Ontario’s green thumbs urge province to lift restrictions on gardening industry

Ontario’s horticulture industry is urging the province to loosen emergency public health restrictions to allow them to resume some business, warning that a prolonged lockdown could irreparably damage an untold number of small, family-owned businesses. 

Horticulture in Ontario is an $8 billion business, according to Landscape Ontario, the trade association representing an industry that includes landscapers, growers, garden centres and lawn care companies, employing 80,000 people in mostly small, family-run companies.

Many of them were shutdown when the Ontario government imposed an emergency shutdown of all non-essential workplaces on April 4. While the essential farms that grow the plants can remain open during the pandemic, the non-essential garden centres and florists that sell them must remained closed. 

The situation has created a bottleneck, putting an estimated $400 million worth of live trees, shrubs, perennials and field-grown flowers in a state of limbo. The industry said if the stock can’t be sold by June, it will have to be destroyed, resulting in millions in losses and the potential financial ruin of countless family-run businesses. 

‘There’s tremendous angst out there’

Spring to garden centres is akin to Christmas for retail. Four-fifths of the more than $1.2 billion worth of annual sales happen between mid-April and mid-June in Ontario. (Riley Irwin)

“There’s tremendous angst out there,” said Mark Cullen, a best-selling author of Canadian gardening books and a well-known gardening media personality.

Mark Cullen is a best-selling Canadian gardening author and media personality. (Mark Cullen/Facebook)

“Peoples’ income is on the line, tremendous inventories are on the line, especially in regards to our grower,” he said. “There are a lot of sleepless nights.”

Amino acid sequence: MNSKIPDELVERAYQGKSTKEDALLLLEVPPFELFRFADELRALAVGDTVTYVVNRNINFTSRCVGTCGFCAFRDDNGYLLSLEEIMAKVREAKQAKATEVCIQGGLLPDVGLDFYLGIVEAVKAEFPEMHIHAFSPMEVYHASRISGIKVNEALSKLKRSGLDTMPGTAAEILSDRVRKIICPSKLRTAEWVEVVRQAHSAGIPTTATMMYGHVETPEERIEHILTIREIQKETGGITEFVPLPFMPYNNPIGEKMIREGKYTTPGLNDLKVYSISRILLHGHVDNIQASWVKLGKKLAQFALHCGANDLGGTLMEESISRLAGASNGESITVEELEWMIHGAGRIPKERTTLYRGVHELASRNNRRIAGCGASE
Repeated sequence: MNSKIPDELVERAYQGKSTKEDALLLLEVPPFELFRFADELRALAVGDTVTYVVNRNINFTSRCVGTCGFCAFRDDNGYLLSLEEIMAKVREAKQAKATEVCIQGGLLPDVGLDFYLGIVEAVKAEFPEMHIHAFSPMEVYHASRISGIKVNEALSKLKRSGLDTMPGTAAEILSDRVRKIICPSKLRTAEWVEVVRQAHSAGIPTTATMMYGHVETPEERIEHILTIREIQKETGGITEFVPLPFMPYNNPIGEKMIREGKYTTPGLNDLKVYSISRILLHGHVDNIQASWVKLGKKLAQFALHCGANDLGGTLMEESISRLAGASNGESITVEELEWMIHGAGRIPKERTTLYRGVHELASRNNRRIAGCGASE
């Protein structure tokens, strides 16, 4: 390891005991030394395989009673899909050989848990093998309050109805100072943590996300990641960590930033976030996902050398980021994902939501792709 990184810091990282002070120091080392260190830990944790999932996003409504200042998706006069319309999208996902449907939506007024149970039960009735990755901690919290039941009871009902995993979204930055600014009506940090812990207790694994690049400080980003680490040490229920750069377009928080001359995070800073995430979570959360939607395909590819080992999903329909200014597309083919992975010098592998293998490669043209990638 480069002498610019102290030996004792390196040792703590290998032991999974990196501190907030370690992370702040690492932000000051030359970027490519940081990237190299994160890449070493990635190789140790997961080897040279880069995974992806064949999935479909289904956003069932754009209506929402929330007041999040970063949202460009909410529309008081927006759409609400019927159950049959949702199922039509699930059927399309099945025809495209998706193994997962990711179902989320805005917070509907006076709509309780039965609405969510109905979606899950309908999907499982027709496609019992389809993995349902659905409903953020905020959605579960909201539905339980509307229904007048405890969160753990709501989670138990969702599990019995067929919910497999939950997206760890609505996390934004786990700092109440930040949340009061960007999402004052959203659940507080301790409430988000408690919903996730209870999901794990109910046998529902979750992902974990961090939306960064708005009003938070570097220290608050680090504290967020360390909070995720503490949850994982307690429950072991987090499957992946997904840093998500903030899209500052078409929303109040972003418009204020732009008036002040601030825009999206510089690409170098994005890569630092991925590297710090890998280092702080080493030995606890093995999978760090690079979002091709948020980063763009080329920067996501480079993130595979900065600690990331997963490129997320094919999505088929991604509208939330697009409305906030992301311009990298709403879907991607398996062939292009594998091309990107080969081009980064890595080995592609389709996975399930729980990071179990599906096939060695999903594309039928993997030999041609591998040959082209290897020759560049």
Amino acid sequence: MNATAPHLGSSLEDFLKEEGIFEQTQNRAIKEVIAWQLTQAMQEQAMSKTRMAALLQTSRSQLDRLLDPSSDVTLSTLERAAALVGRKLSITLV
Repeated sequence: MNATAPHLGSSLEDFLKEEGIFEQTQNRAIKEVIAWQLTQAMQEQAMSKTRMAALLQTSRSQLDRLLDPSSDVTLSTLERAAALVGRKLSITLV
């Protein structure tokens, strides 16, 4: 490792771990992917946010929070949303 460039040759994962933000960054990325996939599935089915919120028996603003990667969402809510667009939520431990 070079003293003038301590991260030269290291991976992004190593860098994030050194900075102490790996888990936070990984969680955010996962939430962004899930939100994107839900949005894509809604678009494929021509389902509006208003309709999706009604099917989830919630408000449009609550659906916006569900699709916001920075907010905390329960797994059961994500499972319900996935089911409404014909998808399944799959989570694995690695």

“All those geraniums you would go out and buy in May are in a greenhouse right now on a journey toward blossoming and hopefully on a journey to a retailer but only if the Ontario government will allow that to happen.”

“The profession is dominated by family-owned businesses, many of them will have to go out of business by the end of June if they haven’t generated some cash,” Cullen said. 

Spring to garden centres is akin to Christmas for retail. Four-fifths of the more than $1.2 billion worth of annual sales happen between mid-April and mid-June in Ontario. Growers say some of their crops are highly perishable and if they can’t be sold within that period, must be destroyed. 

“All the folks who are growing their own flowers and vegetable plants, if they can’t sell their stuff to garden centres, then they’re just going to have to throw their product out,” said Riley Irwin, a garden expert and the chief purchasing agent at Baseline Nurseries in London, Ont. 

“It’s really hard to see. You know, it’s compost and everything, but you’re throwing money out the door,” she said. “It’s stressful.” 

‘Gardening is therapy’